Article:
You either meet your quota or nothing. With that mindset, it can lead the salesperson to even exaggerate their product’s value and at the end of the day, you lose the customer after their first business with your company.
Sales-centric organizations don’t really bother much about why a customer leaves their business because they’re really not ready to fix it. All they need is a new customer that is willing to pay.
Saying all this doesn’t mean that sales-driven organizations are bad, moreover, companies like Oracle which is basically a sales-driven company has seen a lot of successes.
The hiding place for any sales-driven company will be to eventually become a service company by creating and incorporating all the features users expect to get from their product.
Here are the tips to consider if you want to achieve a long-term success in a sales-driven startup, according to David Baga who worked with Oracle for over 6 years:
i). Listen to your customers first: Always look out for ways to meet your customer's expectation—bearing in mind that customers pay higher for a better customer service.
Sam Walton, founder of WalMart started his retailer business in rural America. He chose this place because he was aware that people who lived in suburban areas will need goods in larger quantities as they had larger families or needed more goods to keep their own small businesses running. Walton listened to the customers and now it is the most powerful, largest brick and mortar retailer in the world. At first, it seems challenging but you must listen to your customers.
ii). Aim for results: Take on surveys, find out why customers leave and try to improve. Do all you can to deliver results and bring satisfaction to your customers? Feedbacks from customers both positive and negative are very helpful to make important decisions. Feedbacks help to analyze and make better decisions to improve customer service and productivity.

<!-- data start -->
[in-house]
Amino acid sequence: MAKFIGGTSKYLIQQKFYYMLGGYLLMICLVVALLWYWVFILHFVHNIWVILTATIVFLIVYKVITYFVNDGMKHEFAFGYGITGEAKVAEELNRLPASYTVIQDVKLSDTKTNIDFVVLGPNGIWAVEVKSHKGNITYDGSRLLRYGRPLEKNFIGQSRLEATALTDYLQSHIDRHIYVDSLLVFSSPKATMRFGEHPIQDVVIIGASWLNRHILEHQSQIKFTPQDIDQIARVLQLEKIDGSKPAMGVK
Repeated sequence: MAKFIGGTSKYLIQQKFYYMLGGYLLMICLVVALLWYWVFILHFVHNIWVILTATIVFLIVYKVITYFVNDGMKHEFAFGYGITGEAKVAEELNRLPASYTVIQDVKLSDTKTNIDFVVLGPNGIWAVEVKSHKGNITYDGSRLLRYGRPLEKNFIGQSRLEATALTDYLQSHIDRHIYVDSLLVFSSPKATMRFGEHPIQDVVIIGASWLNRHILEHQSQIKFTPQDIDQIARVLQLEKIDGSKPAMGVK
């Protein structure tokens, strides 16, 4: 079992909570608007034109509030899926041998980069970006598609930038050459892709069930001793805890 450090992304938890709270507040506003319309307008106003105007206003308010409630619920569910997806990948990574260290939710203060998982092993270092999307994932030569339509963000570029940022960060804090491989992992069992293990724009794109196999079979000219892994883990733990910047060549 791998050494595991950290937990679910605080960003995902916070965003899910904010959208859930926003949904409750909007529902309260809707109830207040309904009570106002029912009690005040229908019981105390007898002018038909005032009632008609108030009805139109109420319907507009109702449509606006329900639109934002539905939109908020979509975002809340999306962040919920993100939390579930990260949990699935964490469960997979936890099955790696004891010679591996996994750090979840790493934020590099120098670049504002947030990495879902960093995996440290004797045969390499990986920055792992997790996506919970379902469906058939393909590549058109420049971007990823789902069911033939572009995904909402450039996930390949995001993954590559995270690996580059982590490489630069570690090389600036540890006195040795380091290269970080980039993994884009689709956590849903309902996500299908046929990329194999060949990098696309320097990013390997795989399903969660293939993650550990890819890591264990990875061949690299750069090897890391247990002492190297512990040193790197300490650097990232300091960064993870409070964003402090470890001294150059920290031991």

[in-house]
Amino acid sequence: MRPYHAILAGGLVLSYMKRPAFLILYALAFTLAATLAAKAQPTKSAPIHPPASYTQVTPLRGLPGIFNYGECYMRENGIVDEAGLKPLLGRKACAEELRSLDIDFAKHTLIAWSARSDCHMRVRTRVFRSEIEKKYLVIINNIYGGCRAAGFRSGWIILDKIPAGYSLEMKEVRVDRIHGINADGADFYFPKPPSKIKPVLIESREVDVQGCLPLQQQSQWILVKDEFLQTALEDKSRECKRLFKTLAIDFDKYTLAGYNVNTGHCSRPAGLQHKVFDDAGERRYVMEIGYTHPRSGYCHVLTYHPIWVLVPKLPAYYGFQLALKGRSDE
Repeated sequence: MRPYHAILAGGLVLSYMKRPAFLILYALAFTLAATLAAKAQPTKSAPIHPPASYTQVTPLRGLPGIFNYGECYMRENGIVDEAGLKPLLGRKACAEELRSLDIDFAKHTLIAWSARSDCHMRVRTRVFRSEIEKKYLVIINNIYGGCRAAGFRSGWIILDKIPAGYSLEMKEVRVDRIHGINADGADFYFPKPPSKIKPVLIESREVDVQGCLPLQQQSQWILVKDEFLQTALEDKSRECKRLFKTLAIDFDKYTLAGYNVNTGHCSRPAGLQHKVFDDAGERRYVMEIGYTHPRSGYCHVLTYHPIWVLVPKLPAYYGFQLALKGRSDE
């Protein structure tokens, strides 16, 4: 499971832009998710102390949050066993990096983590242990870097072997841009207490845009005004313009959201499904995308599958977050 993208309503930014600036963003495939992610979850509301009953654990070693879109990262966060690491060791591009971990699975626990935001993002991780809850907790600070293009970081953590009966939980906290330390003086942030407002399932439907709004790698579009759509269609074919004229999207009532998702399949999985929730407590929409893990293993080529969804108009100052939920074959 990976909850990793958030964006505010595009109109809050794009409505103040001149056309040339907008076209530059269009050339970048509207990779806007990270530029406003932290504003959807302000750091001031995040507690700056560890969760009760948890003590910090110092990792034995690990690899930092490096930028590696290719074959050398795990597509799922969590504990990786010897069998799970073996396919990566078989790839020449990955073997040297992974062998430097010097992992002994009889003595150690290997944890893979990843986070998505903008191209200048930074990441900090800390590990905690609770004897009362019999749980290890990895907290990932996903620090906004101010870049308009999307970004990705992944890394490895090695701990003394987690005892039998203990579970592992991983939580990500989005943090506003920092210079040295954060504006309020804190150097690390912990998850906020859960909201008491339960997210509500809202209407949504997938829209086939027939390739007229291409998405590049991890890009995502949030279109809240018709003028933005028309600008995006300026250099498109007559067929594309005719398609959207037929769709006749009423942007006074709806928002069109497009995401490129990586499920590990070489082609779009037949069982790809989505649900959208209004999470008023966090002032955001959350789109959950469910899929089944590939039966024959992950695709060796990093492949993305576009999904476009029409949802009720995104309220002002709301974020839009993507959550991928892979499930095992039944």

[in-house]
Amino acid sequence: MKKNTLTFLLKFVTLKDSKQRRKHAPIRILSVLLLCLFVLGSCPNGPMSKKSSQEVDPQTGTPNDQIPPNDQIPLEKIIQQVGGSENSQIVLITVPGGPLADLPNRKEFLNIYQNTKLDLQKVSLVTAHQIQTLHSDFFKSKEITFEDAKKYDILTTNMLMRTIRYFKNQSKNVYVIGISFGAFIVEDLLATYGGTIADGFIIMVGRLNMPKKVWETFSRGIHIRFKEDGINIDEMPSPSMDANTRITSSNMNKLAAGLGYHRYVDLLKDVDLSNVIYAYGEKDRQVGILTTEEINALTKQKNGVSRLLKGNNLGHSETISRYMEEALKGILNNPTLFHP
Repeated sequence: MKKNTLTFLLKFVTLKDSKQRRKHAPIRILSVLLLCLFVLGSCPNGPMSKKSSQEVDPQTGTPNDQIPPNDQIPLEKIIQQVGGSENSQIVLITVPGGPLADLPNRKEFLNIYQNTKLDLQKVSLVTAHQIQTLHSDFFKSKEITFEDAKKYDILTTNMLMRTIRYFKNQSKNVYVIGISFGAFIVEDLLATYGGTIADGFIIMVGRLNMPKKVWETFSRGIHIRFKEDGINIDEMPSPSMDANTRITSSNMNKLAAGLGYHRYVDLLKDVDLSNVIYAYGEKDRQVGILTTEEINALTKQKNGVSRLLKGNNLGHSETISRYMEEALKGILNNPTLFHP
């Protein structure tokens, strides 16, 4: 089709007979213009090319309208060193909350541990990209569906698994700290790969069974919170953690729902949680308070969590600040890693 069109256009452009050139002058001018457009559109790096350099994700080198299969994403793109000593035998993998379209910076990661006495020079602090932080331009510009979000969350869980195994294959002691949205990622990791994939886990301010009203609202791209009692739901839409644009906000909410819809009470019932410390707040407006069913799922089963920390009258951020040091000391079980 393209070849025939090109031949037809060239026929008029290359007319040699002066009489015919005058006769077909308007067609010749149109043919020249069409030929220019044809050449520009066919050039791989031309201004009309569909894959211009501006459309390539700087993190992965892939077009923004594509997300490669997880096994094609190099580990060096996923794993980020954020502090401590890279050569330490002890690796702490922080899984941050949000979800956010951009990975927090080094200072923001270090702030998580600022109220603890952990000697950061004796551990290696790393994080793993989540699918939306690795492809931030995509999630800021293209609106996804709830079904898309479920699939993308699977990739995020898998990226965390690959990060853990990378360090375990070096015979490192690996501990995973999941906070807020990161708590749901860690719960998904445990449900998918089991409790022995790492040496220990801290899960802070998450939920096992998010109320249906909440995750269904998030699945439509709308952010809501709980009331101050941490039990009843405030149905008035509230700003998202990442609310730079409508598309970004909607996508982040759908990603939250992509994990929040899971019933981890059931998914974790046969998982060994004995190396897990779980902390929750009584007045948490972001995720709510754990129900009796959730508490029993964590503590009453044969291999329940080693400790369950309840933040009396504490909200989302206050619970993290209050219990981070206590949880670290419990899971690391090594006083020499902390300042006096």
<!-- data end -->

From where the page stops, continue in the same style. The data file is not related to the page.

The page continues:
iii). Your values should be shared: Let every employee be aware of your company’s value and how they can be implemented, too.
iv). Put more emphasis on training your employees: Invest in training your employees. If they have the right orientation, they’ll definitely treat your customers well. Training sessions will develop understanding and skills in your employees and this will ultimately help to achieve business goals.
3. The consumerization of IT is putting more emphasis on product
New technologies are increasingly emerging into the consumer’s market lately and it’s obvious, users are more interested in what a product can offer and how they enjoy their experience with the product at their workplaces to enable them to stay productive.
A study by IDG in 2014 shows that LinkedIn, Skype and other consumer or individual services are the cloud tools mostly used by employees (90%), followed by file sharing or collaboration tools (79%).
With the consumer apps ecosystem becoming more diverse, businesses and IT teams will need to adapt their approaches to how employees do business.
Give employees the flexibility to work with tools that empower them. But also keep security, administration, and mobile device management in mind.
Now that consumer products are carefully penetrating the market, the demand for better products is getting so much attention nowadays. To really see success in your startup you shouldn’t choose between being sales-driven or product-driven.
“Don’t start a company unless it’s an obsession and something you love. If you have an exit strategy, it’s not an obsession.”
Learn to combine the two practices to see significant success. In fact, you need to focus so much on your sales and distribution strategy because no matter how good a product is they usually don’t make money on their own.
As a result, product-driven companies need to focus on distribution in order to succeed in the long-term.
Therefore, products and sales are extremely important and should be taken seriously. A great product will boost your marketing efforts, generate more sales and repeat customers provided you have got a great customer experience.
Sales and customer satisfaction are the lifeblood of your company—so ensure you make sales but not to the detriment of your customers.